Because I was done with my drawing I took the next day off and Chief and I went out to do a little shopping. We ended up purchasing some very expensive jewelry for Chief so when we got back to the hotel we found the manager to arrange to put the jewelry in the hotel safe.  Mr. Jeffers gave me several pages of forms that I had to fill out and sign. I gave the paper back to him and he checked to see everything was in order. When he got to the end he gave a start as if he received a jolt of electricity. He quickly looked at me and asked for my full name, this seemed strange as this it is already on file, so to humor him I said James M. Curtis from the Chicago area. Mr. Jeffers asked if I always signed things with J. Curtis and I said yes.  He was very agitated and excited and he took us into his back room. He opened the closet and took from it a scrapbook opened it up and showed me an old newspaper that he had from after the war. In this newspaper was my gesture drawing of the meeting of Laura, Stephan, George and I in our campground. Mr. Jeffers asked if this was my drawing and letter and I said that it was. I told him that I never knew that it had been printed. He said that I was a very famous in Paris due to the article and drawing but that no one knew who I was because they only had my signature to go on. I asked why I was so famous and he said that I gave my heart and friendship to three people I had never met and in Paris such a gesture is well expressed since Americans usually did not give from the heart but from the pocket book. The drawing and caption was published through out France as what America can do for the average person.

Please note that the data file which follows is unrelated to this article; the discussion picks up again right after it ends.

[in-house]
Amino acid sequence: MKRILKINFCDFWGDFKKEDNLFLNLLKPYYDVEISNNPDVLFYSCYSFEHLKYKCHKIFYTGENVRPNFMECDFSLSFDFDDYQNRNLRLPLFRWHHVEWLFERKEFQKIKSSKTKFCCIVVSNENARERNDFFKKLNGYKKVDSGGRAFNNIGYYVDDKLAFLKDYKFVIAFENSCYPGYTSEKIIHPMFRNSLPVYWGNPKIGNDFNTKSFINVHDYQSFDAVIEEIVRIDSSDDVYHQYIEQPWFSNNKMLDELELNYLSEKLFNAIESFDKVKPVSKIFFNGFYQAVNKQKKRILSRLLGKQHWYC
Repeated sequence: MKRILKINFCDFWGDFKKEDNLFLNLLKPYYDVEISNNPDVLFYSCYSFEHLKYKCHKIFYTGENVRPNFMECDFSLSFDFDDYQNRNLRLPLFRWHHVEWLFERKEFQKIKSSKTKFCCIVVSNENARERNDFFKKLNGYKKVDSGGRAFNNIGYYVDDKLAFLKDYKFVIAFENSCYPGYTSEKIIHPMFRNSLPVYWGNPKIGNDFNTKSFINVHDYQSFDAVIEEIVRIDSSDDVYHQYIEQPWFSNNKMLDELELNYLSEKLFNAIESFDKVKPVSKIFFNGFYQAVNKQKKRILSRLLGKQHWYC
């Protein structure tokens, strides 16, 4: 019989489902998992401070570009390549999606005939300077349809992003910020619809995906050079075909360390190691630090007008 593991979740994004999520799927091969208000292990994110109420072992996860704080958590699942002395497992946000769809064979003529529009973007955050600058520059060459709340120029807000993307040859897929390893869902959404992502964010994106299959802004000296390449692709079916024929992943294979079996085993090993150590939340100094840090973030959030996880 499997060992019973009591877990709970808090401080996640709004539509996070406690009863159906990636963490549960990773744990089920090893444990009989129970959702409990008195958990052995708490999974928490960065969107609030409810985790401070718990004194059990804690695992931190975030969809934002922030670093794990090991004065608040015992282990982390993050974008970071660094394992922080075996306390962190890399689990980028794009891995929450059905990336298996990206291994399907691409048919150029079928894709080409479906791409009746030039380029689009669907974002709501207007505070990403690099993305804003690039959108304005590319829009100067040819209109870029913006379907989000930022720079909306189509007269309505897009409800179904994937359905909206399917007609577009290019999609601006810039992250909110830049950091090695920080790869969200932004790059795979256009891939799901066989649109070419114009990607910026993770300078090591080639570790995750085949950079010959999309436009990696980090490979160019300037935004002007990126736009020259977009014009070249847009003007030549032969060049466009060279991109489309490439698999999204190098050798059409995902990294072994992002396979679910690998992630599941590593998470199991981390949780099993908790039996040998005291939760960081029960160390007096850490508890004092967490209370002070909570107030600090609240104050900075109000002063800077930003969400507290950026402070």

Mr. Jeffers said that the newspaper editor put the drawing in the Paris Art Museum and that I should contact the museum director as soon as possible.